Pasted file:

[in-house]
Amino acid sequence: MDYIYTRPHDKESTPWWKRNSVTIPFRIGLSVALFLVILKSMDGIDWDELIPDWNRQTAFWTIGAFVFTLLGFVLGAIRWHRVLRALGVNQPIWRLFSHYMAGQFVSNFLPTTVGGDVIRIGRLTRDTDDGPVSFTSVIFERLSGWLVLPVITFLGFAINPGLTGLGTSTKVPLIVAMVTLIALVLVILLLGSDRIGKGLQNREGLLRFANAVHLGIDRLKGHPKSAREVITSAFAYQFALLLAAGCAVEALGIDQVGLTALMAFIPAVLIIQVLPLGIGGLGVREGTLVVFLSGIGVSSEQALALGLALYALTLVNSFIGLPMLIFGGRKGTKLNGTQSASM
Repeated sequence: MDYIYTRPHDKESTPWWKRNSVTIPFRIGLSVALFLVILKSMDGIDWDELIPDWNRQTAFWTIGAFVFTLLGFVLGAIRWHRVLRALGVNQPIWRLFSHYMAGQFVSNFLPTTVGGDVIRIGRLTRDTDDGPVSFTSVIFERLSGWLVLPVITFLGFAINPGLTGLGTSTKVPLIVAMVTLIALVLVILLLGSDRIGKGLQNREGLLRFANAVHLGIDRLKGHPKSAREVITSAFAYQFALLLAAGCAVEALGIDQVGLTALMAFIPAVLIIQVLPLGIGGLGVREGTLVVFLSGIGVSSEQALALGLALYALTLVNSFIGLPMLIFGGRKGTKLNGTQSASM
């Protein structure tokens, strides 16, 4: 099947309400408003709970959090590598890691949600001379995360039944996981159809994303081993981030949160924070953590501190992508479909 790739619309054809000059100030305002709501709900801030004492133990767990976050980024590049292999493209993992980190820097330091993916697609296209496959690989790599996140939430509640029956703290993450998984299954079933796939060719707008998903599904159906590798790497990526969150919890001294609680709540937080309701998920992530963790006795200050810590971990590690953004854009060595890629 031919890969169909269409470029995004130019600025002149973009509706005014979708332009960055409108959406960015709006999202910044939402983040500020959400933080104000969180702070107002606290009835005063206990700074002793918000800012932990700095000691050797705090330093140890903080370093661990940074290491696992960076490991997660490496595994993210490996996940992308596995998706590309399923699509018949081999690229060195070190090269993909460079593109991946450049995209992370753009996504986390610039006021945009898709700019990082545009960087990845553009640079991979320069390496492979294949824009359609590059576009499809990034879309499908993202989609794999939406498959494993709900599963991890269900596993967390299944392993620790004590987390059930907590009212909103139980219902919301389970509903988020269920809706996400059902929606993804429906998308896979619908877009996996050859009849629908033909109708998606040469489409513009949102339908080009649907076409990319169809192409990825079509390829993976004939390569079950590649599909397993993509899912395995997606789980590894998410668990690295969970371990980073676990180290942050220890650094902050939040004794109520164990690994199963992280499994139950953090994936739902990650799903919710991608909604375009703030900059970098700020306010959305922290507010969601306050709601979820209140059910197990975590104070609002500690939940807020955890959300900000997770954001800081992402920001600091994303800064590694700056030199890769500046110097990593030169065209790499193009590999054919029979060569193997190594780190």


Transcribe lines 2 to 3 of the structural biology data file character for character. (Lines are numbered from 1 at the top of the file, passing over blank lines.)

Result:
Amino acid sequence: MDYIYTRPHDKESTPWWKRNSVTIPFRIGLSVALFLVILKSMDGIDWDELIPDWNRQTAFWTIGAFVFTLLGFVLGAIRWHRVLRALGVNQPIWRLFSHYMAGQFVSNFLPTTVGGDVIRIGRLTRDTDDGPVSFTSVIFERLSGWLVLPVITFLGFAINPGLTGLGTSTKVPLIVAMVTLIALVLVILLLGSDRIGKGLQNREGLLRFANAVHLGIDRLKGHPKSAREVITSAFAYQFALLLAAGCAVEALGIDQVGLTALMAFIPAVLIIQVLPLGIGGLGVREGTLVVFLSGIGVSSEQALALGLALYALTLVNSFIGLPMLIFGGRKGTKLNGTQSASM
Repeated sequence: MDYIYTRPHDKESTPWWKRNSVTIPFRIGLSVALFLVILKSMDGIDWDELIPDWNRQTAFWTIGAFVFTLLGFVLGAIRWHRVLRALGVNQPIWRLFSHYMAGQFVSNFLPTTVGGDVIRIGRLTRDTDDGPVSFTSVIFERLSGWLVLPVITFLGFAINPGLTGLGTSTKVPLIVAMVTLIALVLVILLLGSDRIGKGLQNREGLLRFANAVHLGIDRLKGHPKSAREVITSAFAYQFALLLAAGCAVEALGIDQVGLTALMAFIPAVLIIQVLPLGIGGLGVREGTLVVFLSGIGVSSEQALALGLALYALTLVNSFIGLPMLIFGGRKGTKLNGTQSASM